Forty feet. Down two and a half. Kicking up some dust. Thirty feet. Two and a half down. Faint shadow.”

“That’s the moon!” Jimmy yelled, pointing at the TV. The gray area was rapidly looming closer. Though Jimmy’s family owned a color television, the image now being shown was black and white, and the picture was very blurry.

“Why’s it so fuzzy?” Michelle asked.

Their father answered, “Maybe because they’re so far away? How far away are they, anyway?”

“A quarter million miles,” said their mother.

“Really?” Michelle’s eyes were wide with disbelief. “That’s a long way.”

Jimmy nodded, smiling. “Yeah.”

Another voice blared from the TV’s speaker, “Contact light! Okay, engine stop. Descent command override off.”

Jimmy could see craters now, along with rocks and other land features as the moon’s surface seemed to rush up toward them. Then, the image jumped before all motion on the screen seemed to stop.

We copy you down, Eagle.”

“They did it!” Jimmy shouted, barely able to sit still on the rug.

Houston, Tranquility Base here,” said the voice Jimmy now recognized as belonging to Armstrong. “The Eagle has landed.”

#

Jimmy awoke to feel a hand on his shoulder. Blinking as he sat up, he realized he had been sleeping in the center of the family room, and he turned to look up into the eyes of his mother.

“What’s going on?” He reached up to rub the grit from his eyes before looking to the clock mounted on the wall behind the television. It was almost ten o’clock!

His mother smiled before pointing past him to the TV. “You don’t want to miss it, do you?” To his surprise, Michelle was still sitting on the rug next to him, a bowl of popcorn resting in her lap. Had she been awake this whole time?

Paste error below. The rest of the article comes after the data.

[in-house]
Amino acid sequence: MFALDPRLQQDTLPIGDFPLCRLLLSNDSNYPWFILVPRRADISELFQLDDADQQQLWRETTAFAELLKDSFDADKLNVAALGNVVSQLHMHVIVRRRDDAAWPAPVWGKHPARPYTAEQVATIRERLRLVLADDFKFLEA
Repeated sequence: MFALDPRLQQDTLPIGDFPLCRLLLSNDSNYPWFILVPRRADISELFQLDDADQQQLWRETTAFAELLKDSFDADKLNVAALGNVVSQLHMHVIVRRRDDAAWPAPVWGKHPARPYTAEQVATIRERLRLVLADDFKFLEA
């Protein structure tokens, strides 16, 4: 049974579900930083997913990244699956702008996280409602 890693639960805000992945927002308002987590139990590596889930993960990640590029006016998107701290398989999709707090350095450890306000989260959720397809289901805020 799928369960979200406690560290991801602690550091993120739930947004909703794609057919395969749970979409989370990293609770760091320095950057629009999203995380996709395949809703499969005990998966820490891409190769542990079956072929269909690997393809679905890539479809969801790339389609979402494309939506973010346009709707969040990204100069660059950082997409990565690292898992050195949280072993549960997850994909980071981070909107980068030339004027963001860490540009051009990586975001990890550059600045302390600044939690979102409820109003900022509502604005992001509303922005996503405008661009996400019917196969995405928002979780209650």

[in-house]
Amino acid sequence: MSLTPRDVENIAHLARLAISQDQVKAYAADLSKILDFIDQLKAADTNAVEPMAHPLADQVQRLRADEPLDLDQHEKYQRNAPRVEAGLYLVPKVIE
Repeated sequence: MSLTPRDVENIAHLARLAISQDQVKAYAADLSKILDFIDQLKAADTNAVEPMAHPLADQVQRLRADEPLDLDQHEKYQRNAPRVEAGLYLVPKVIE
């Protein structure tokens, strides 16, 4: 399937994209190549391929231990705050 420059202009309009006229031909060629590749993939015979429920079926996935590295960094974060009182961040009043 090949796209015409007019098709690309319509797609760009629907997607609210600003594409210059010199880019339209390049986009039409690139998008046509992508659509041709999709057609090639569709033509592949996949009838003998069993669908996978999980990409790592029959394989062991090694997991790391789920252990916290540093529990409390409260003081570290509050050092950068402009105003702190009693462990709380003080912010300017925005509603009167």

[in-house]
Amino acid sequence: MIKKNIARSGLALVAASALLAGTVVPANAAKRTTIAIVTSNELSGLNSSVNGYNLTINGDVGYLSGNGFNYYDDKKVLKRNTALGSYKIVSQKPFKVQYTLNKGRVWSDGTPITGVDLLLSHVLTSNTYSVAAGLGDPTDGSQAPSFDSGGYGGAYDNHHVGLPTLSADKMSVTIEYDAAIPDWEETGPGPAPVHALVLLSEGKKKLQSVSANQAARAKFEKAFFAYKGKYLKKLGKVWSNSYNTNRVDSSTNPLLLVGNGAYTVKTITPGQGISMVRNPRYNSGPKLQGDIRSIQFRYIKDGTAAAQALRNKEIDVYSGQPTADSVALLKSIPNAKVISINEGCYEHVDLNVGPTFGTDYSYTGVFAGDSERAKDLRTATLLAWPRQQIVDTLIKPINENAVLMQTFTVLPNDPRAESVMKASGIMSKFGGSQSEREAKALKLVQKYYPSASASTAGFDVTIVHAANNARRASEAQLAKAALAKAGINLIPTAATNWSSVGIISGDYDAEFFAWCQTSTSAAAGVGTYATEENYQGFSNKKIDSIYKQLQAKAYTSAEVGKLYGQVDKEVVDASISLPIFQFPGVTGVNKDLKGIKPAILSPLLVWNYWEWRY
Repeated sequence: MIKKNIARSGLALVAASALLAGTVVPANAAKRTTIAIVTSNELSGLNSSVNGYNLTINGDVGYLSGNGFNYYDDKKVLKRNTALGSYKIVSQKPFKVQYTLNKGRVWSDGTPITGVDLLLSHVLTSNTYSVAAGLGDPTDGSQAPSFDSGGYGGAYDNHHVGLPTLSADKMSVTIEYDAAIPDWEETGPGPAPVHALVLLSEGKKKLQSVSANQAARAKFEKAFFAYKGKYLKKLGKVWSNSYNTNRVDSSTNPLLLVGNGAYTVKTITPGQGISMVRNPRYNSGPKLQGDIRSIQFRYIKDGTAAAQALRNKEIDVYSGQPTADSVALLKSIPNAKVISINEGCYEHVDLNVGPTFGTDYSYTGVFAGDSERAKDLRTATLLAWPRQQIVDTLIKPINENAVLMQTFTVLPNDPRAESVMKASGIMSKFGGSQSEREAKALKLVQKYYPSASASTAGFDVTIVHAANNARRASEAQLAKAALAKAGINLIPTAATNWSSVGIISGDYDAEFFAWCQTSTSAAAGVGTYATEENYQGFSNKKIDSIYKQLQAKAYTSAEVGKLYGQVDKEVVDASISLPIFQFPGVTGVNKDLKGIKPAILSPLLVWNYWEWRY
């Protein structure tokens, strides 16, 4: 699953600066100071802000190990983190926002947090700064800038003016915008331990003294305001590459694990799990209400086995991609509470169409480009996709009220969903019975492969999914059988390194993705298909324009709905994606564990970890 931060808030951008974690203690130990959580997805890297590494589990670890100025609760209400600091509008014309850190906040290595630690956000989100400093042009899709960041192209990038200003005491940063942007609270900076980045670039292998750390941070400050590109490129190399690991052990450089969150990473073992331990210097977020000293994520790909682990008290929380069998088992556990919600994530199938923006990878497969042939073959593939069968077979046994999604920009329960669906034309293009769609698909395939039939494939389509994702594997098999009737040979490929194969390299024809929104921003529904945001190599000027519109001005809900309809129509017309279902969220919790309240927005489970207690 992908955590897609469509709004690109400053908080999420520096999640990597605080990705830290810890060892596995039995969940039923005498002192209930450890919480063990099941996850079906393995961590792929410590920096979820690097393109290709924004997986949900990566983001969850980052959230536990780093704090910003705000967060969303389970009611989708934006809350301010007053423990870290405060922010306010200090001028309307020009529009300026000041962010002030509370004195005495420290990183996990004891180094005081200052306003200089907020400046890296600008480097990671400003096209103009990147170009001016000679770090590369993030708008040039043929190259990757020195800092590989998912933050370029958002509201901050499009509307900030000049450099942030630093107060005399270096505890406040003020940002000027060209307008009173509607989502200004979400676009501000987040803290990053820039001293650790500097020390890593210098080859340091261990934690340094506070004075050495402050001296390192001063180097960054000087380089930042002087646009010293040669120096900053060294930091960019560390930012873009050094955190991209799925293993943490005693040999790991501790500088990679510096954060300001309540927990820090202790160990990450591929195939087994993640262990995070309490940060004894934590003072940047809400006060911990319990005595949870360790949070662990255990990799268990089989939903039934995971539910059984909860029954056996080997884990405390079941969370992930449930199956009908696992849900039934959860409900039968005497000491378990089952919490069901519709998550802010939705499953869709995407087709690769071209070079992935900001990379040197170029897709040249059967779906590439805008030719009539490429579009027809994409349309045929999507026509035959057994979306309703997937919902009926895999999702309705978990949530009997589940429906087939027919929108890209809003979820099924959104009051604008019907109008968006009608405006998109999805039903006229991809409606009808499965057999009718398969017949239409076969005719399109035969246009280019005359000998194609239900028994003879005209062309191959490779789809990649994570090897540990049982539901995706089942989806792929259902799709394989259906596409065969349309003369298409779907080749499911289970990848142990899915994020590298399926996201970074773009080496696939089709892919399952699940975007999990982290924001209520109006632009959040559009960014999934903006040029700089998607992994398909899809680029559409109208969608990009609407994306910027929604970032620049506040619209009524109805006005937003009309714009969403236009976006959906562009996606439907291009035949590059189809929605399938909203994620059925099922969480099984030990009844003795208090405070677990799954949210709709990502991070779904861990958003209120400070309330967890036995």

“You almost slept through the best part!” she said, around a mouthful of popcorn.

Looking to the television, Jimmy was able to see the grainy, black and white image on the screen. The upper half of the picture was almost black, with the bottom portion covered by what looked like a curving, white-gray beach. Closer to the camera was a figure, clothed in a bulky white suit with a huge white helmet and a large, square backpack standing on what looked to be a ladder. It took Jimmy an extra few seconds to realize that he was seeing an astronaut, making his way out of the lunar lander!

A voice said, “Okay, Neil, we can see you coming down the ladder now.”

“This is it!” Jimmy said, forgetting Michelle and the popcorn and moving closer to the television.

“Jimmy!” his father said.

“Leave him be,” countered his mother.

Ignoring whatever else they might be saying, Jimmy instead focused on the grainy, flickering television picture and the voices talking to each other while separated by hundreds of thousands of miles. Then, after what seemed like forever, he heard a sharp beep, followed by the muffled, distant voice of Neil Armstrong.

Okay, I’m going to step off the LEM now.”

The bulky figure on the screen, with one hand holding onto the ladder attached to the lunar lander, moved to his left and seemed to drop down. After a long pause, Armstrong spoke again.

That’s one small step for man…one giant leap for mankind.”